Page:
I would like to get away from Windows. Apple stuff is out of the question, which leaves Linux. Ubuntu has not installed well for me since the 10.xx version. Yeah, maybe it's my hardware, I'll be getting a new laptop next year so I'm hoping things improve. When I try to get something working and it doesn't my first response is usually "what am I doing wrong?" and I do things over again with variations etc. Bad method, as this can take hours, and when it still isn't working properly I do some web research and discover I've been fighting a known bug. This has been the case of my Ubuntu 12.04 installation, one bug after another. The last straw was when I couldn't get my wifi adapter to work (was ok in previous releases), after a few hours learned the driver was hosed in this release. Found out the adapter was supported in ndiswrapper, so fiddled with that for a while until I found out ndiswrapper is broken in this release. It was time for a sanity check, and I realized for the previous three days I had dedicated most of my waking hours trying to get Linux to work properly. Shades of the 1990s. These problems were kernel-related, meaning they trickle down to all Ubuntu-based distros.
Debian doesn't like my hd controller, says there are no hard drives on my system. Looking forward to giving that a go on my next system.
Back in the 1990s Linux and FreeBSD took a bit of knowledge and patience to set up. Ubuntu came along and made things easier, but not any more. Sometimes we want an OS, not a hobby.
XP is popular with people who run *ix and need WIndows in VirtualBox, as it is much smaller than the later releases.
Edited by bendejo, 2012-07-22 10:51:55.
Posted 2012-07-22 10:36:46
I installed the new Office suite preview and Outlook syncs with my Windows Phone through the channels designed by MS in their packages. I actually like Office 2012 better than the Live so far.
Posted 2012-07-22 15:32:37
If I have a problem with my home computer, I can always get my documents retrieved by a local expert; however, what happens if something goes wrong with the storage of my documents over which I have no control? What do we get from MS? ..."Ooops, Sorry....!!" I'd rather maintain full control over my own stuff!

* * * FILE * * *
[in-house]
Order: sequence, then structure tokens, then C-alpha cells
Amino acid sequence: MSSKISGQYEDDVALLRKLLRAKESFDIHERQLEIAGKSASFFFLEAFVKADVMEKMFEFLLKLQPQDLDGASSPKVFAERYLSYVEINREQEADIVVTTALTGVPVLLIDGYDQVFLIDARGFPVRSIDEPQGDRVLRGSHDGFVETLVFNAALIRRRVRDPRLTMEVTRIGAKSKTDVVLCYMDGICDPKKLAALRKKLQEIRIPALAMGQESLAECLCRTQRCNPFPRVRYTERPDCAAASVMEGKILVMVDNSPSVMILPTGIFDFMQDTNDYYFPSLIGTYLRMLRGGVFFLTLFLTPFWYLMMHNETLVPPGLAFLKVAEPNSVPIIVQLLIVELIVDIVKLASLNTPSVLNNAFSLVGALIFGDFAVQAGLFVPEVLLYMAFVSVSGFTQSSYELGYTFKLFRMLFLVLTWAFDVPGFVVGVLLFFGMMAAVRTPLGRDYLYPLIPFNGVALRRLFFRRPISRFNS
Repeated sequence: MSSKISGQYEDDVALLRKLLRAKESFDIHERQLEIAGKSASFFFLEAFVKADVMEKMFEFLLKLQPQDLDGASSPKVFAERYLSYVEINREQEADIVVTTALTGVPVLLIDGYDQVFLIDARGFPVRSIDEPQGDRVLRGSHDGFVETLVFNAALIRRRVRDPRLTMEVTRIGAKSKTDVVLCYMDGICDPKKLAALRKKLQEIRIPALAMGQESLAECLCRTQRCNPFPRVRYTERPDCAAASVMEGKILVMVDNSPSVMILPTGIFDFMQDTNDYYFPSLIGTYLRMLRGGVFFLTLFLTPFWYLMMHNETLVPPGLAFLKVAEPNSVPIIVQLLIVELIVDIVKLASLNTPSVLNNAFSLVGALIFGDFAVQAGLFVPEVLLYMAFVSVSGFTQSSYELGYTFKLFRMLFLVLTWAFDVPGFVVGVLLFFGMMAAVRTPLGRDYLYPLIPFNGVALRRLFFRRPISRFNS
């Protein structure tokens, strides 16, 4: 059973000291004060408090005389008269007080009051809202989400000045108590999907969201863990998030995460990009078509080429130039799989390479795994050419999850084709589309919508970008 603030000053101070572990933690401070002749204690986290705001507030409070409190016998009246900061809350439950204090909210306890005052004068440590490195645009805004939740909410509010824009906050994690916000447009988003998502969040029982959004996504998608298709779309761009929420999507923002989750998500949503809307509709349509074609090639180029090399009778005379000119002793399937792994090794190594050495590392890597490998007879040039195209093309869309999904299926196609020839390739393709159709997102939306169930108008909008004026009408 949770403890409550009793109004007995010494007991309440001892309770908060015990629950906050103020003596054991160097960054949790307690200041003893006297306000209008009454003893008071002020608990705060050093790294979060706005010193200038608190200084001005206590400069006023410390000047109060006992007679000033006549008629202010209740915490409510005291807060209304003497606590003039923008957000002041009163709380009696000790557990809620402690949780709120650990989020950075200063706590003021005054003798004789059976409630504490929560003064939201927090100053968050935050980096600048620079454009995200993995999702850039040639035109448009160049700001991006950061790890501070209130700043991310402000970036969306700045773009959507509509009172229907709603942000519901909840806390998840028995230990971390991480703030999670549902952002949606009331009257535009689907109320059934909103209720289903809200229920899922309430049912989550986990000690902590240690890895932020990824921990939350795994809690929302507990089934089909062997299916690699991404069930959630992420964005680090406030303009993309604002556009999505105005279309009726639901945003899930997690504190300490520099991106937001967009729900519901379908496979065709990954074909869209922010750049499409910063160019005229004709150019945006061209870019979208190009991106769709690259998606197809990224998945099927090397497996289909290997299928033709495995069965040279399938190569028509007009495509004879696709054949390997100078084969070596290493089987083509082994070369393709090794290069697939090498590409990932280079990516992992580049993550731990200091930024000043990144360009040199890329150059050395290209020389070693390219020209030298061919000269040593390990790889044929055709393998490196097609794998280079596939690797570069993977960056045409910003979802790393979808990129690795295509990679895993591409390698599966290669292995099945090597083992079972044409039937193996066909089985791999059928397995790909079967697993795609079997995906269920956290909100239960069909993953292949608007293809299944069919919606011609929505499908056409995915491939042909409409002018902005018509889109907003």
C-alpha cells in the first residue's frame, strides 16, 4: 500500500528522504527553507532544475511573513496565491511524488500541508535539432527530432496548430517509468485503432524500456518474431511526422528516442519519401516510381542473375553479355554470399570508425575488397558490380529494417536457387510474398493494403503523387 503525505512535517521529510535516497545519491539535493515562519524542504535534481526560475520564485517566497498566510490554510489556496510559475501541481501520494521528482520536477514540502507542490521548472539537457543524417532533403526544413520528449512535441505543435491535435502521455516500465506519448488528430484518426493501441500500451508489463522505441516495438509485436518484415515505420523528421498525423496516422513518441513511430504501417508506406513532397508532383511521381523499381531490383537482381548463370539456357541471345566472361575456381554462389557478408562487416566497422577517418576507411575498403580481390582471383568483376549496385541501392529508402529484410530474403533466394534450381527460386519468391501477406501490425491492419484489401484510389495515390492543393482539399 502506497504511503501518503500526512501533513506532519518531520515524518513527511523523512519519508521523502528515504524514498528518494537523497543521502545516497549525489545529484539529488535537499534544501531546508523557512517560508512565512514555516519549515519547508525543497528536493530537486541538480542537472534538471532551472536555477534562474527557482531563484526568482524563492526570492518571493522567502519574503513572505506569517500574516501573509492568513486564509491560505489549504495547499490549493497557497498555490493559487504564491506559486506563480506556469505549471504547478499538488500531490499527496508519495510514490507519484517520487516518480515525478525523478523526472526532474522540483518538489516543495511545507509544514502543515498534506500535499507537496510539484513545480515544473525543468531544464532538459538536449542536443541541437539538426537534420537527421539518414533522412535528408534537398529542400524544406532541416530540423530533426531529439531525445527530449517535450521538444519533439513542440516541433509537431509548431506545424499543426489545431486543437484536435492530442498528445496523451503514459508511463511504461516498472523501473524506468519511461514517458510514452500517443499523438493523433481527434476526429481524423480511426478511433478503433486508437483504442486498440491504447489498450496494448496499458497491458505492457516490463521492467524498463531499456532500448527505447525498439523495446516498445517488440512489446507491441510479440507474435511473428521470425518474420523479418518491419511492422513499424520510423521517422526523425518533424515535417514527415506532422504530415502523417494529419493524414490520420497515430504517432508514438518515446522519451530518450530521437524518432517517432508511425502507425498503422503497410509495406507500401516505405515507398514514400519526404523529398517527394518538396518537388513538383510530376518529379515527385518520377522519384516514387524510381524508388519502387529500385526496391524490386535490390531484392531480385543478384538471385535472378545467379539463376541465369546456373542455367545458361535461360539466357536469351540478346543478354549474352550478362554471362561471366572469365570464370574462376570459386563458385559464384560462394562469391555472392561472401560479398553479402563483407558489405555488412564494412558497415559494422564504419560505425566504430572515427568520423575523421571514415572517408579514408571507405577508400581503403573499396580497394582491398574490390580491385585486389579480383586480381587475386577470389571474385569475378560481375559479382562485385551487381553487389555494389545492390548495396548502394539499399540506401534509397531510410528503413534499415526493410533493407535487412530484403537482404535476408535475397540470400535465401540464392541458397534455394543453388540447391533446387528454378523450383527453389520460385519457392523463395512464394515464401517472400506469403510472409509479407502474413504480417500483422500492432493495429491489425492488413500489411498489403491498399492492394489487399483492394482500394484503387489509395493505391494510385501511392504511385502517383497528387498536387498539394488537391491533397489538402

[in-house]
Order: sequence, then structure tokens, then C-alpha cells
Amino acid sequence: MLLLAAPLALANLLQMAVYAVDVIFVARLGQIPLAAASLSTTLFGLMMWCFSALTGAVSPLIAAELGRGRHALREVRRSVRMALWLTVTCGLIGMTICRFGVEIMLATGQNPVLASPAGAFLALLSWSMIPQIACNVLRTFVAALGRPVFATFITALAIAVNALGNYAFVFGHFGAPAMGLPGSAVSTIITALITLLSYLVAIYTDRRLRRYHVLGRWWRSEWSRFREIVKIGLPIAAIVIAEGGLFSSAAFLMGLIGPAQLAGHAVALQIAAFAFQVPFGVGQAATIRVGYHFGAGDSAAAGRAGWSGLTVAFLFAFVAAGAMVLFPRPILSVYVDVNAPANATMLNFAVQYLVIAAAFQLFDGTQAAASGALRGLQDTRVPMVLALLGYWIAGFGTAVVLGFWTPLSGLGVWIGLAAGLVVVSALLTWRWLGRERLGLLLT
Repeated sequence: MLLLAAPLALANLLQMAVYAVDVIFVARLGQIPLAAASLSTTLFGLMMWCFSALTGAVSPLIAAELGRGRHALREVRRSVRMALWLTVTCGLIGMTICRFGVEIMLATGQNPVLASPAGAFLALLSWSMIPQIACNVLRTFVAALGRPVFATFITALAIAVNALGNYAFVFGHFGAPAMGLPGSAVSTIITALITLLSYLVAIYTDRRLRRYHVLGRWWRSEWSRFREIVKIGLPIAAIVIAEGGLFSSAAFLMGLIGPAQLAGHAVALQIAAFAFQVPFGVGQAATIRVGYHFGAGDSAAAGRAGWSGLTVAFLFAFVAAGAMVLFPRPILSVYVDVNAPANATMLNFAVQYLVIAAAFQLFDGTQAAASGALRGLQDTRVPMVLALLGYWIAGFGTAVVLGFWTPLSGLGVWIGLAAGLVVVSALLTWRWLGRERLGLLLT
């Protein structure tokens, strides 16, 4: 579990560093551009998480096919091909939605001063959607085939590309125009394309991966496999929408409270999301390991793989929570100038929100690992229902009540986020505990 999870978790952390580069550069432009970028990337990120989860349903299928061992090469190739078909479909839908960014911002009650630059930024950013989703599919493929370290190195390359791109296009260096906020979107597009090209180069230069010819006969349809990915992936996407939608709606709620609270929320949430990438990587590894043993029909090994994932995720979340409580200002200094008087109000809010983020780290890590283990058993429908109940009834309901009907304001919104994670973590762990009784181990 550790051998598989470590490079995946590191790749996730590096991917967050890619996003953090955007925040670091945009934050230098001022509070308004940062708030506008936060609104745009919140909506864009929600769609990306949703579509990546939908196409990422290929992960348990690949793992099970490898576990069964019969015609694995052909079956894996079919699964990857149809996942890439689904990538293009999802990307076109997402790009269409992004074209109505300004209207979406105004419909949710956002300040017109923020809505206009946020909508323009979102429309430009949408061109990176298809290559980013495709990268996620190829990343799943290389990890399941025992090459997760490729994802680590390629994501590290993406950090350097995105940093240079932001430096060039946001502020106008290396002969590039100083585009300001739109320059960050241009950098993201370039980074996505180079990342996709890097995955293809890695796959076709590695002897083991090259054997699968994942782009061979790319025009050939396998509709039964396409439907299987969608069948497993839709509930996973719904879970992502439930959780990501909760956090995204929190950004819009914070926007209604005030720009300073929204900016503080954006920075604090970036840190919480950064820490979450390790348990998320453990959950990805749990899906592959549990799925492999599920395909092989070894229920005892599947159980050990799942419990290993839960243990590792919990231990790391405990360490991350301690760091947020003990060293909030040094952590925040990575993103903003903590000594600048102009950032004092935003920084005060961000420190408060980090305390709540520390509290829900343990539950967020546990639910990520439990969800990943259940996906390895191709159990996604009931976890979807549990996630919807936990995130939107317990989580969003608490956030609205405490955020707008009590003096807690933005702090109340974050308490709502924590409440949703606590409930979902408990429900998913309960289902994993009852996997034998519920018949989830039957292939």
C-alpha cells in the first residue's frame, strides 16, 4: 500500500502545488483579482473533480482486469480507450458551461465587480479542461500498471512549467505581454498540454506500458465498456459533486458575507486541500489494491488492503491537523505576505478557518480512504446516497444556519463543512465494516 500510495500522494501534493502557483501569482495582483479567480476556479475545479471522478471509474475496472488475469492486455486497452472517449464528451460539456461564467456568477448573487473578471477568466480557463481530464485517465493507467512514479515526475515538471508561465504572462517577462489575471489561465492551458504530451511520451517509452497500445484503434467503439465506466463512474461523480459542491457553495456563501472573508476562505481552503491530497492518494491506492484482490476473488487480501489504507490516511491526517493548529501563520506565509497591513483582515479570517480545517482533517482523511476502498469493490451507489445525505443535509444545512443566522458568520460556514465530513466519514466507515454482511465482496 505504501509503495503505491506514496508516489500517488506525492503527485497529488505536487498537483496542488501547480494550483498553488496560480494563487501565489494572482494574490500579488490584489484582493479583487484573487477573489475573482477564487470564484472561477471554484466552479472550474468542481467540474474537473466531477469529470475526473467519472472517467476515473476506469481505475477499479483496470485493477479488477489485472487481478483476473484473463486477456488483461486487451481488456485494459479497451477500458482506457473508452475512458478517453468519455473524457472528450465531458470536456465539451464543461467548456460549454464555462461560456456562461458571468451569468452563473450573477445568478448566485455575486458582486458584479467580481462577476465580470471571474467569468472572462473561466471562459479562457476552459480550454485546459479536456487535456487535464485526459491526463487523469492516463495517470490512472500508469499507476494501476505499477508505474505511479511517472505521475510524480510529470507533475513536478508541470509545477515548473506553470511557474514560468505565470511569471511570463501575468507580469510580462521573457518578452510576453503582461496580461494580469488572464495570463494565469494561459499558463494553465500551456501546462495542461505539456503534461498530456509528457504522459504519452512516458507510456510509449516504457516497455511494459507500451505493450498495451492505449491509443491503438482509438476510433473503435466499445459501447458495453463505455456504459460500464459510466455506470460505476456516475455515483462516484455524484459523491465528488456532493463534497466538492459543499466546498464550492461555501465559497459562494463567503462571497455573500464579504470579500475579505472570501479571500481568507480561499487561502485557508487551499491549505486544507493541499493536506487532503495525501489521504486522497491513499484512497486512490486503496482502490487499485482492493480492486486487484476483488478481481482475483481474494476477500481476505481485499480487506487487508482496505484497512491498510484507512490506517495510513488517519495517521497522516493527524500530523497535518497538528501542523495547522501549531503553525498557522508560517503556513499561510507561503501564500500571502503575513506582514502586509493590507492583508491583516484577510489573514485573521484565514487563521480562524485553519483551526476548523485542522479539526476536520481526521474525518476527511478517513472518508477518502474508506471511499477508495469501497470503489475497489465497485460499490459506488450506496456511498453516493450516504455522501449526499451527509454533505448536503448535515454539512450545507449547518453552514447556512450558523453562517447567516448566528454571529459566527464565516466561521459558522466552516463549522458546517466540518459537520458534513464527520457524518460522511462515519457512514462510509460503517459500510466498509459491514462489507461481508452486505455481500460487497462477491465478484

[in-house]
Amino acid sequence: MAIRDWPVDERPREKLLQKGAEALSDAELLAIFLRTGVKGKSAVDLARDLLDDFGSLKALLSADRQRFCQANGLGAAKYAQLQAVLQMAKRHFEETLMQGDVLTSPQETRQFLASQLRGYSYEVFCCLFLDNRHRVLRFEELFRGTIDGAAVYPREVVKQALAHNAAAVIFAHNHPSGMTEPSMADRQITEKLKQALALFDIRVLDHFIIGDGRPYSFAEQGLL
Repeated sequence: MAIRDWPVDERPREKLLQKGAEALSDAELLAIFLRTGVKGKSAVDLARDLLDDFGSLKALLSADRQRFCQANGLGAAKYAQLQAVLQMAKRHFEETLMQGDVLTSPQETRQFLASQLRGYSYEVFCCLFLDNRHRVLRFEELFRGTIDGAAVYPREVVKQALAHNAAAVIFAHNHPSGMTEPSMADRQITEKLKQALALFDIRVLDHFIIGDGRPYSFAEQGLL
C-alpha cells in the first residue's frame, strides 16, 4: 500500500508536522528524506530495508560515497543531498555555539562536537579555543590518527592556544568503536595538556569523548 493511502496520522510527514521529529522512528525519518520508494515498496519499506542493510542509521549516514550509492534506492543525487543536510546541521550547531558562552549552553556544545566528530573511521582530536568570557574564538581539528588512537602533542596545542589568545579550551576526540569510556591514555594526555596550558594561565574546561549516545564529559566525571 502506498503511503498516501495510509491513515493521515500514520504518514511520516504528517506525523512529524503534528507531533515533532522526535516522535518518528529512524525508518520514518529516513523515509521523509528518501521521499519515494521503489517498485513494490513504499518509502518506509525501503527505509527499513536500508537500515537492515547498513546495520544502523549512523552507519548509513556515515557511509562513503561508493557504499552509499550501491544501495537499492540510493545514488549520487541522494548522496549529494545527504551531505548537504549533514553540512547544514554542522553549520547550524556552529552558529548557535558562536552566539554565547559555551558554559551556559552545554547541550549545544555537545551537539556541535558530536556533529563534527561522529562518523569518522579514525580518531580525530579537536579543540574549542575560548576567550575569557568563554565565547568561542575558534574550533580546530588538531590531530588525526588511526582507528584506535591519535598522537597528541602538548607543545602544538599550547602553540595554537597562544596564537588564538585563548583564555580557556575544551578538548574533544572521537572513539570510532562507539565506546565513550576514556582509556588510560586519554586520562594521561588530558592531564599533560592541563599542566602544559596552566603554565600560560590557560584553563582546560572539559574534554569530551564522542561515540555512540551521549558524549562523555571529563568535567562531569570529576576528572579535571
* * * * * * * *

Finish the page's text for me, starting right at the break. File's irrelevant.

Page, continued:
What's more, they have mentioned several times that all of this will be available to subscribers! If a subscription to this "cloud-based" package is anything like buying the Office suite at a computer store, I doubt they'll get many takers!
Posted 2012-07-22 15:48:27
Having looked at the new office suite, I have to say I quite like many of the additions particularly the ability to open, read and edit PDF files. Powerpoint has some new features which, as an Instructor, I quite like. For those that are concerned about the Skydrive, some reviews suggest that files are saved there by default, that is simply not true. Just use your C drive as normal and upload to the Skydrive IF YOU want to.
If you don't like MS, this wont encourage many to try it, but for those that have used the previous office system this is very good (for a Beta version) and certainly far better than any of the available freeware .....IMO.
Posted 2012-07-22 21:18:22
Open Office handles pdf's for quite a while... Nothing personal, planemad, : powerpoint IMHO belongs in one box with waterboardning, thumbscrews and other torture tools. A piece of software which enables computer illiterate persons to create blinking, flashing 3 hour presentations (mandatory in some companys ) close to mindrape, should definitely be banned.
Posted 2012-07-22 21:25:35
I have to agree with this 100%. If your data is that important to you buy an extra (or even two) external hard drive and make sure you've got duplicate copies. Trusting it to an internet connection and a company you have no control over is madness.
Posted 2012-07-22 21:26:11
Microsoft Office has also handled pdf files for some time.
As for cloud, as has been posted many times in this thread already, it is a choice to save in the cloud and the possible reasons are clearly talked about in the Office explanations.
Edited by hml367, 2012-07-22 21:28:20.